Yoga is one of the fastest-growing health trends in America. A whopping 20.4 million people in the U.S. reported practicing yoga in 2015, and it is believed the numbers will continue to grow for at least a few more years.
But is yoga actually good for your skin? Here, we uncover some good, bad, and ugly truths:
1.) Better Blood Flow = Good for skin.
First, the good.
Yoga increases the circulation throughout the body, as proven in a 1993 study. In the study, three yoga instructors were found to have an increase in mean body skin temperature after 3 months of practice than non-practicing individuals (Physiological Changes, 1993). This results in increased oxygen delivery to the skin, ensuring that the skin’s keratinocytes and melanocytes are functioning optimally.
2.) Anti-inflammatory = Good for skin.
It is true that acne is caused by a bacterial species, P. acnes. However, yoga can help combat bacteria by improving cellular function (and hence defense), reduce inflammation-inducing cortisol release from the adrenal glands, and increase levels of the “relaxing” brain neurotransmitter GABA (Journal of Alternative and Complementary Medicine, 2007).
Altogether, these functions may cause the regular practice of yoga to reduce stress, inflammation, and hence flare-ups of acne over time.
3.) Hot yoga = Ugly for skin.
According to several case studies, including one from the July 2010 Journal of Family Practice, yoga may cause rosacea to become worse in some individuals. Symptoms include persistent redness, flushing, papules, pustules, telangiectasias, irritation, or some combination therein.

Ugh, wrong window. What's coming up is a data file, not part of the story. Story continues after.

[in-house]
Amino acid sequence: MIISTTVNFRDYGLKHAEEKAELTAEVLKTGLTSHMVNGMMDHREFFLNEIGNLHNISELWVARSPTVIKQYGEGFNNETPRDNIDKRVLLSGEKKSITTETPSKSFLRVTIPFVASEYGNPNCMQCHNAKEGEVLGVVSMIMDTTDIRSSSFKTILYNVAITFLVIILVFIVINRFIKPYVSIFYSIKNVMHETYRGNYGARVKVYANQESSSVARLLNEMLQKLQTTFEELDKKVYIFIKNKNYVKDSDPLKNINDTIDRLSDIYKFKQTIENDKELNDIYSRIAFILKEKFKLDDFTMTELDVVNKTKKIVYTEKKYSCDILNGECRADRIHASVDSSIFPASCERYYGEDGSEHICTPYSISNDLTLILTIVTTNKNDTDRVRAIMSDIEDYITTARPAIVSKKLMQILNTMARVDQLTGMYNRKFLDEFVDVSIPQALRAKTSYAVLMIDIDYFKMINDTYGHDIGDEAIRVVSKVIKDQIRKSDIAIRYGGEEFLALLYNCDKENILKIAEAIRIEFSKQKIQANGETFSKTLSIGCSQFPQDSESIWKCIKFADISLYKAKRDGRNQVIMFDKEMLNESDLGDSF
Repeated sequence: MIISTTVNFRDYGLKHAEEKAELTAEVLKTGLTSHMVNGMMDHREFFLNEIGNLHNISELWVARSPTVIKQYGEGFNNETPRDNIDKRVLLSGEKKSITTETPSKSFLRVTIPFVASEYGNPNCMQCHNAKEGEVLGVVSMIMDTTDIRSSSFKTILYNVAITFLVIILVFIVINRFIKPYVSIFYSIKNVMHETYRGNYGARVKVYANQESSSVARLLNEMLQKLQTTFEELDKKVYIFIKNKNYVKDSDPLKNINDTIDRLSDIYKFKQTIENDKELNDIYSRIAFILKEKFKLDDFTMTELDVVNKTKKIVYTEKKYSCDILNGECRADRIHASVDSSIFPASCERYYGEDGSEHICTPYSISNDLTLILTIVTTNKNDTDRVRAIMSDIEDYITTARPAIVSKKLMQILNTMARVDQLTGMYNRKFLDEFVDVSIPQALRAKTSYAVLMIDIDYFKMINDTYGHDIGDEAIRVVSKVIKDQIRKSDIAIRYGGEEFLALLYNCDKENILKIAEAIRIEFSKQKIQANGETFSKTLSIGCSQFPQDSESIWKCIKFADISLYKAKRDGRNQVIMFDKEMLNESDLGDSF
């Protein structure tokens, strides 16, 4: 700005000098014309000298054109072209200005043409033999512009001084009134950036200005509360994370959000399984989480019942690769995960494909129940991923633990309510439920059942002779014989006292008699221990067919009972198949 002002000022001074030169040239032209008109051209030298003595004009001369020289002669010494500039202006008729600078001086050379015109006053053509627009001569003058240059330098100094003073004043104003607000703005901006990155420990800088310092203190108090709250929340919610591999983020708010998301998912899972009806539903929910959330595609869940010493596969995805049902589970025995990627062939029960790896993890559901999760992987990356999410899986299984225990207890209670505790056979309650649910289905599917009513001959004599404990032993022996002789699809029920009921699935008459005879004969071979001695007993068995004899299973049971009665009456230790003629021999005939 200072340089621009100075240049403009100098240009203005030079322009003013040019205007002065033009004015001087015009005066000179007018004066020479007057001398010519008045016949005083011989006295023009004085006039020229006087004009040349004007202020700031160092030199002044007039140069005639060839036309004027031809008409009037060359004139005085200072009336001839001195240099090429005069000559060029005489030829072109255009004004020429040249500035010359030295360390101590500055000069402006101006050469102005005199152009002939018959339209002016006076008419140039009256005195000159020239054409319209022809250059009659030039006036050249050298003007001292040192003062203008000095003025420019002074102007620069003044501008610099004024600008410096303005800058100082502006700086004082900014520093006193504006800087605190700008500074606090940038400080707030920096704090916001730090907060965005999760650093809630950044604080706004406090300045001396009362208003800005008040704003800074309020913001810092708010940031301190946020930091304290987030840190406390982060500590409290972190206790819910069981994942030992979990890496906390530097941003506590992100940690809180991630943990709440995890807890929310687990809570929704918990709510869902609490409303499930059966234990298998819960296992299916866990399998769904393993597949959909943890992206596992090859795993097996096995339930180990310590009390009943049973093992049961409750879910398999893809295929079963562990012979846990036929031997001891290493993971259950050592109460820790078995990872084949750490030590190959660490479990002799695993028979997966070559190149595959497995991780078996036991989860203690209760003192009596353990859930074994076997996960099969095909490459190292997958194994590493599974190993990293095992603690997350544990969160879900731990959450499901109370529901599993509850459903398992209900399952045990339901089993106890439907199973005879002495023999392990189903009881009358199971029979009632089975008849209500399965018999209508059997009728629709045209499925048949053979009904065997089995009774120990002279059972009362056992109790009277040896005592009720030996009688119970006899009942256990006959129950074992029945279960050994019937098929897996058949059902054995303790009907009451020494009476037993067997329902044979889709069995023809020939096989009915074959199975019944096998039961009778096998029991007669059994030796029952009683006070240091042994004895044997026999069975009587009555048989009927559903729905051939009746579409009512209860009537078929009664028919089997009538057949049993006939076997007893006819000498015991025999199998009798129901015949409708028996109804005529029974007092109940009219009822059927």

It has been advised that patients with moderate to severe symptoms of rosacea avoid hot yoga altogether (Journal of Family Practice, 2010). Given the fact that 78% of patients with rosacea reported in a recent study to have better control of symptoms when avoiding external heat, spicy food, and UV light, this comes as no surprise, although it is probably something of a disappointment to those yogis suffering with rosacea.
4.) Can clog the pores = Ugly.
Like any other form of exercise, yoga causes the release of sweat and sebum, which in combination can clog the pores and create a bacteria-friendly environment. This is made even worse whenever you wear makeup to work out, as the evaporation of sweat is blocked altogether, leading directly to breakouts.
You need to make sure that you cleanse your face, neck, body, and mat after each and every session. Recent studies even show that the gym may be a breeding grounds for MRSA (Journal of Infection Control), so you want to be sure you protect yourself with a cleansing ritual. I recommend AminoGenesis Really, Really Clean Cleanser for before and after each and every session!
Research shows that non-hot yoga is beneficial for your skin, so long as you wash your face before and after each workout.